The Obama administration oversaw the Venezuelan presidency transition to Nicolas Maduro. Tempering hostilities toward Venezuela in the public sphere at the onset, the Obama administration later applied sanctions using “exaggerated rhetoric” under the pretext that Venezuela presented an “extraordinary threat to national security” in 2015.[44] Targeted sanctions were issued in response to protests in 2014 led by opposition groups long fueled by US dollars, and as protests had become violent the conduct of both government and opposition were mutually called into question: opposition leader Leopoldo Lopez and other actors were arrested under accusations of inciting violence, while Washington condemned the actions of the Bolivarian government as repressive and undemocratic.[45] The Venezuela Defense of Human Rights and Civil Society Act of 2014 was enacted in December of that year to authorize the use of sanctions outlined herein:

 

Among its provisions, the law requires the President to impose sanctions (asset blocking and visa restrictions) against those whom the President determines are responsible for significant acts of violence or serious human rights abuses associated with protests in February 2014 or... against anyone who has directed or ordered the arrest or prosecution of a person primarily because of the person’s legitimate exercise of freedom of expression or assembly.[46][emphasis added]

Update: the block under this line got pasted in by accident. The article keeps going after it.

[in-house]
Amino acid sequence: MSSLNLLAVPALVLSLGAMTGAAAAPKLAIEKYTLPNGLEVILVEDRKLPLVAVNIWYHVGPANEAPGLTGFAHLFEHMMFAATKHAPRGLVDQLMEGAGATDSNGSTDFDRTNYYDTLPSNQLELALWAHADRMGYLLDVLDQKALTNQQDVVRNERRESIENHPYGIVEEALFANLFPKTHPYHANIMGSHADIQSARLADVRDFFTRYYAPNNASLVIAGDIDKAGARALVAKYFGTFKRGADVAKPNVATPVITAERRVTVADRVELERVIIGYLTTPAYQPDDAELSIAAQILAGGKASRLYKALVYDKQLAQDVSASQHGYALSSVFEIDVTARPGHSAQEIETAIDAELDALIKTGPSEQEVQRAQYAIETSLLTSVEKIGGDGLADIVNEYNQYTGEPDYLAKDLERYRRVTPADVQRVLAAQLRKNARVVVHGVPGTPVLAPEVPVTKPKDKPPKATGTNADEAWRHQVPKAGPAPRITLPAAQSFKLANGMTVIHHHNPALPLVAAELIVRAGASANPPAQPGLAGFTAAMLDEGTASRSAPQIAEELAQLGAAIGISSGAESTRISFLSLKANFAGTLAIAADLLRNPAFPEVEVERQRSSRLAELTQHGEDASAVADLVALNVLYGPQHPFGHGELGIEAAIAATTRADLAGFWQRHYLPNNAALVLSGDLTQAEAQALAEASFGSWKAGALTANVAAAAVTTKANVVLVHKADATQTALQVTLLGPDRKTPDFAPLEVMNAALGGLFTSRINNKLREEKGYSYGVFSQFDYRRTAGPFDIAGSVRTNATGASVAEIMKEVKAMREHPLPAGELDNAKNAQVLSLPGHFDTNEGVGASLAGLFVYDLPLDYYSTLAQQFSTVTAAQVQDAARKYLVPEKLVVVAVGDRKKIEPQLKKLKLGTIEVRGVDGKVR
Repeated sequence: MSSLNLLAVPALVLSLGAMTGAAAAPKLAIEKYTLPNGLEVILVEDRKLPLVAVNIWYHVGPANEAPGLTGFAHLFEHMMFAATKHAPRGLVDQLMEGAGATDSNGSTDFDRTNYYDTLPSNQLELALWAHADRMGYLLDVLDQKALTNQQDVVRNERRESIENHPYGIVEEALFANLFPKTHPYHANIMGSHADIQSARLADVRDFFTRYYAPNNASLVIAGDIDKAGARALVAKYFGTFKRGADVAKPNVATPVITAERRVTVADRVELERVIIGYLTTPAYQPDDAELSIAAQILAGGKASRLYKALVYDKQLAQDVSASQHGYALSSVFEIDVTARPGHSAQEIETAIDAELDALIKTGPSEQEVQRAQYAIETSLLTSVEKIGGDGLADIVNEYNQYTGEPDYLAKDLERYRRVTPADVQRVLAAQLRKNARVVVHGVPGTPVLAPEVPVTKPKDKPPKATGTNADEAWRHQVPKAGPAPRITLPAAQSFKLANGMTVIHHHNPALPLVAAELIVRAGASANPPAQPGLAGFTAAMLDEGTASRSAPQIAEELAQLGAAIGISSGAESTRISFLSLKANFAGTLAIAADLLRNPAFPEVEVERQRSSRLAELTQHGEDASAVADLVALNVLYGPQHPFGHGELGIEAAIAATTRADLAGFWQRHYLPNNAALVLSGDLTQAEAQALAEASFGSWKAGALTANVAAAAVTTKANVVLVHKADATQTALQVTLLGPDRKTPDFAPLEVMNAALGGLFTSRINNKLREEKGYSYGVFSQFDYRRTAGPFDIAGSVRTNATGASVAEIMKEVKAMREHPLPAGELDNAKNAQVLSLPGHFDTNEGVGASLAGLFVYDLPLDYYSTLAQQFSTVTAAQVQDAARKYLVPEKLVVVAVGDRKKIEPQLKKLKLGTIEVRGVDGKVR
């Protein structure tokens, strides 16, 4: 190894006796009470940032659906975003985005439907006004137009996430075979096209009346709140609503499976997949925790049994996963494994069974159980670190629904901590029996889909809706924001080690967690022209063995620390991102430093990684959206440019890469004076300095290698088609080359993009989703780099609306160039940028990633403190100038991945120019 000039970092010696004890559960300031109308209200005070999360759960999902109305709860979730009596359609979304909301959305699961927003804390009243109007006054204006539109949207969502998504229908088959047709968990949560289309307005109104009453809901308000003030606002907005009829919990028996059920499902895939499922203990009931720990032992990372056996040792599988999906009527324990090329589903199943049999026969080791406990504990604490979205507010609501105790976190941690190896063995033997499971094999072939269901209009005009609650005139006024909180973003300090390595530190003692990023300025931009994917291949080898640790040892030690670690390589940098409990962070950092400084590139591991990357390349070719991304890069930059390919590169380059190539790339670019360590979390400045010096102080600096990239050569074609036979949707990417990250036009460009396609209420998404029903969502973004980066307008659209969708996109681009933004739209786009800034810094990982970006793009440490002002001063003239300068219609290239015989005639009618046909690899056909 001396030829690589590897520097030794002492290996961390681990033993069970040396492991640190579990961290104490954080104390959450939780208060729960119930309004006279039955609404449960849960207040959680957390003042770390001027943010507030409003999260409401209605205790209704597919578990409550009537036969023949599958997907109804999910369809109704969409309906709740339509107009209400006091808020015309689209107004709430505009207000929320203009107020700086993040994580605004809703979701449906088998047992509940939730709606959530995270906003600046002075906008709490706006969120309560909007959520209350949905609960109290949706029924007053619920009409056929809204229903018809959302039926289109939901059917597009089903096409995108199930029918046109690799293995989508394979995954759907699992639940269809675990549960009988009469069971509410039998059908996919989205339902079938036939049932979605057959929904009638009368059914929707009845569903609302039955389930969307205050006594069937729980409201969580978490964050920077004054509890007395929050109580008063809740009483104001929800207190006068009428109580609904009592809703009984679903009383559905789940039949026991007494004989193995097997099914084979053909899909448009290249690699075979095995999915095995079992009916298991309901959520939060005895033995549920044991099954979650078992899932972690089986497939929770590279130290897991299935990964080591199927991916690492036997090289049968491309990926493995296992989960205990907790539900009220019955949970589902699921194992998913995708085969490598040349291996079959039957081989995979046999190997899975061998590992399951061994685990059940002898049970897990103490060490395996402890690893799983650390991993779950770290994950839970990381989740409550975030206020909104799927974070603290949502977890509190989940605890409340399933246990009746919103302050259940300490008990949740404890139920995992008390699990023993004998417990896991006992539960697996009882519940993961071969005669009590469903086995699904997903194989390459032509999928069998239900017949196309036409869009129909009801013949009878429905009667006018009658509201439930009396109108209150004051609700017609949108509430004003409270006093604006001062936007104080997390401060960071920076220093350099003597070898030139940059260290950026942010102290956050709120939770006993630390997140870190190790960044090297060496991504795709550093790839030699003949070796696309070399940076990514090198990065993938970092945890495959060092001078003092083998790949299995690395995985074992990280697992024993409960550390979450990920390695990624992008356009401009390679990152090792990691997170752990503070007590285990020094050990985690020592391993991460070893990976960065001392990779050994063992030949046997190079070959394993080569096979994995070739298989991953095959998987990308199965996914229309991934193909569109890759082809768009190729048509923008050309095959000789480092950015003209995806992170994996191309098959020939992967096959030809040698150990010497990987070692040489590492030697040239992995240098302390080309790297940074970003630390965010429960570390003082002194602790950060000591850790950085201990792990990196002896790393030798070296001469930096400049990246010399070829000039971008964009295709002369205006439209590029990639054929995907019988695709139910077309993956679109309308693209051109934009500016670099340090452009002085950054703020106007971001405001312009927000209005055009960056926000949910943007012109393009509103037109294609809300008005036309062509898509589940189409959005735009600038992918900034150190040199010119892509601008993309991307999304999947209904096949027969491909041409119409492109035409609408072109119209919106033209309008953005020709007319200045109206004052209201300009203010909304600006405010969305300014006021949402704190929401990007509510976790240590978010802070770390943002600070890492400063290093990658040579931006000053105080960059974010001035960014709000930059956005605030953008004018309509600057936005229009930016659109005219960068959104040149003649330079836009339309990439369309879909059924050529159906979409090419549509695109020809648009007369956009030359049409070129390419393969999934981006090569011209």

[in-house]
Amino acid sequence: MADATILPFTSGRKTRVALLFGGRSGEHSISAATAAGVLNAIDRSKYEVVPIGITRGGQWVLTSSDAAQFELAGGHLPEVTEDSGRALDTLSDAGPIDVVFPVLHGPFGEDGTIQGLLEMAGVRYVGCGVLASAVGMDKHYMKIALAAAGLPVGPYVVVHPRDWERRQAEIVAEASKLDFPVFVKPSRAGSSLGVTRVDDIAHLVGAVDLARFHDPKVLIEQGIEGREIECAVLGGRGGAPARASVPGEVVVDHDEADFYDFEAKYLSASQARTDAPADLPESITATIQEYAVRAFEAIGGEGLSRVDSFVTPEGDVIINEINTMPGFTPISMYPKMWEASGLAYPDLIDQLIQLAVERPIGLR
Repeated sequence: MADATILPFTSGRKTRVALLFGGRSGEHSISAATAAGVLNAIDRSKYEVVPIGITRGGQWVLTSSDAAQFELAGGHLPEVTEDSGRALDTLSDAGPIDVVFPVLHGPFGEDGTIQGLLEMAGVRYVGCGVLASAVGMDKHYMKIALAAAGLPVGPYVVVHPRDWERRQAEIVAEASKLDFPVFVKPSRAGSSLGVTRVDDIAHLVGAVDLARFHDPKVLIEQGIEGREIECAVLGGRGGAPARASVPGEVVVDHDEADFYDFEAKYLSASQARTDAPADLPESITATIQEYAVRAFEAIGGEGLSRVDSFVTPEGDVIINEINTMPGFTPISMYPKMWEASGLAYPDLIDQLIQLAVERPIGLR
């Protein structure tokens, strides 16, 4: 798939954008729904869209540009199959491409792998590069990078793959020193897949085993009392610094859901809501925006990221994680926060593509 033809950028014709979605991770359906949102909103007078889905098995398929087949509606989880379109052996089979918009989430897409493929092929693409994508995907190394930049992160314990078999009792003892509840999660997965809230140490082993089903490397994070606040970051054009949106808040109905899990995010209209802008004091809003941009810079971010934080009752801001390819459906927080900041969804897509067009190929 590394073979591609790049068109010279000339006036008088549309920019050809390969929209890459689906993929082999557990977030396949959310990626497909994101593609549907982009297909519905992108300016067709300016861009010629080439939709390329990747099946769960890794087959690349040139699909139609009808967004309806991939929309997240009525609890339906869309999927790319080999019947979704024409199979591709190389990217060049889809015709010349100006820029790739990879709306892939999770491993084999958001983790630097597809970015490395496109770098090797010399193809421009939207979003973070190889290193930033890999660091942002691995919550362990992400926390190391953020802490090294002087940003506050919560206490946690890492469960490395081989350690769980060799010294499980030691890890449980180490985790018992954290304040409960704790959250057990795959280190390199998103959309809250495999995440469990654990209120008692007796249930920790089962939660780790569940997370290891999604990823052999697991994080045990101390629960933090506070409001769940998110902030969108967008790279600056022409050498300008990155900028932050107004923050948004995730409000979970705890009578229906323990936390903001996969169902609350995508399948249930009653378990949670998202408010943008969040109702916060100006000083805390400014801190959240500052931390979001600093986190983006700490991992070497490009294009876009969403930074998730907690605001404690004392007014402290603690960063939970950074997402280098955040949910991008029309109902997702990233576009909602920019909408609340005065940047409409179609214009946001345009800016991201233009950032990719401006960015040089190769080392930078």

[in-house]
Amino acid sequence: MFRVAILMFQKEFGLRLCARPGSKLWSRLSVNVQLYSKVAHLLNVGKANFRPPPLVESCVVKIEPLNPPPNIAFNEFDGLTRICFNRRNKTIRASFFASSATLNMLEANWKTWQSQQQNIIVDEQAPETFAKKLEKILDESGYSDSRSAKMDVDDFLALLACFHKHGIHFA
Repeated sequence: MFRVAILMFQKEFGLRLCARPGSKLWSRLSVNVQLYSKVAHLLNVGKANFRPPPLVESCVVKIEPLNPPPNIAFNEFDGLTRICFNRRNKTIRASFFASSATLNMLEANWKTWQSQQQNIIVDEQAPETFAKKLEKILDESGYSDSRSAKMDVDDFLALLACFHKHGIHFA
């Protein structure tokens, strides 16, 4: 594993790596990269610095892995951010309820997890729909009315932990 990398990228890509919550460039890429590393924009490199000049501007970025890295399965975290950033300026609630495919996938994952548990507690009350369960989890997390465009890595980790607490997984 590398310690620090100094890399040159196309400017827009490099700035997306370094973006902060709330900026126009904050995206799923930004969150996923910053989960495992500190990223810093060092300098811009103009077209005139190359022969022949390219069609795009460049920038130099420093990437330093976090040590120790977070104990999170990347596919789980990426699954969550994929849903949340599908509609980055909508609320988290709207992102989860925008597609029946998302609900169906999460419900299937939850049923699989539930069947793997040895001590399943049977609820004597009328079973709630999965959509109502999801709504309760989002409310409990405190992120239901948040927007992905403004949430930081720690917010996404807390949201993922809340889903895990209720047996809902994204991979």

The Act was extended by Congress in 2016 and remains quite active at this time, and under its provisions President Obama issued EO 13692 which sanctioned targeted individuals that included the Finance Minister, thus obstructing or making foreign transactions difficult.[47] Similar to the previous administration, sanctions imposed by the Obama administration utilized questionable rationale, most notably in the absence of accountability for the opposition. In both cases the US-initiated sanctions did not generate SID, but the 2015 sanctions declared under a hyperbolic state of “national emergency” generated insecurity within the financial community,[48] and prompted the closure of two foreign-owned manufacturing facilities in Venezuela.[49]